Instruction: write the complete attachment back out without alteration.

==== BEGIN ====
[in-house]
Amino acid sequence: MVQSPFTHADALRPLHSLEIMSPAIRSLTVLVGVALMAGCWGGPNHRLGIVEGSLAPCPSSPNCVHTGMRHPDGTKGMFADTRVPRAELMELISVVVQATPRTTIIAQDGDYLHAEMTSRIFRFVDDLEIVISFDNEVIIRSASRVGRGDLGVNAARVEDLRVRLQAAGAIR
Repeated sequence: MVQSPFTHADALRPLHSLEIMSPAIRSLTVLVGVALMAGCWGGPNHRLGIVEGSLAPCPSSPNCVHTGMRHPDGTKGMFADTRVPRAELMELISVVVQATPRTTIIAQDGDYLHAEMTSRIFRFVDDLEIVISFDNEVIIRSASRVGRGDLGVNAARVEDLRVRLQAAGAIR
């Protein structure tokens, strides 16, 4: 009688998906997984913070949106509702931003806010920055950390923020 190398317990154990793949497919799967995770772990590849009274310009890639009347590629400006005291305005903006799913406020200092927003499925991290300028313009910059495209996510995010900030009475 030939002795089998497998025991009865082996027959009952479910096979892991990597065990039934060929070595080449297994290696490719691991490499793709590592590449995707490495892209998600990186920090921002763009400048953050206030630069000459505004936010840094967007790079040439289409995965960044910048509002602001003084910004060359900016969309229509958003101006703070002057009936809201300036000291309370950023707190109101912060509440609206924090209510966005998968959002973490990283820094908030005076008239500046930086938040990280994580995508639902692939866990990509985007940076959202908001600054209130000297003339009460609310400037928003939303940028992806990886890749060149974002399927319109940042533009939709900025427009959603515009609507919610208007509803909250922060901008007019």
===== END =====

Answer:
[in-house]
Amino acid sequence: MVQSPFTHADALRPLHSLEIMSPAIRSLTVLVGVALMAGCWGGPNHRLGIVEGSLAPCPSSPNCVHTGMRHPDGTKGMFADTRVPRAELMELISVVVQATPRTTIIAQDGDYLHAEMTSRIFRFVDDLEIVISFDNEVIIRSASRVGRGDLGVNAARVEDLRVRLQAAGAIR
Repeated sequence: MVQSPFTHADALRPLHSLEIMSPAIRSLTVLVGVALMAGCWGGPNHRLGIVEGSLAPCPSSPNCVHTGMRHPDGTKGMFADTRVPRAELMELISVVVQATPRTTIIAQDGDYLHAEMTSRIFRFVDDLEIVISFDNEVIIRSASRVGRGDLGVNAARVEDLRVRLQAAGAIR
């Protein structure tokens, strides 16, 4: 009688998906997984913070949106509702931003806010920055950390923020 190398317990154990793949497919799967995770772990590849009274310009890639009347590629400006005291305005903006799913406020200092927003499925991290300028313009910059495209996510995010900030009475 030939002795089998497998025991009865082996027959009952479910096979892991990597065990039934060929070595080449297994290696490719691991490499793709590592590449995707490495892209998600990186920090921002763009400048953050206030630069000459505004936010840094967007790079040439289409995965960044910048509002602001003084910004060359900016969309229509958003101006703070002057009936809201300036000291309370950023707190109101912060509440609206924090209510966005998968959002973490990283820094908030005076008239500046930086938040990280994580995508639902692939866990990509985007940076959202908001600054209130000297003339009460609310400037928003939303940028992806990886890749060149974002399927319109940042533009939709900025427009959603515009609507919610208007509803909250922060901008007019």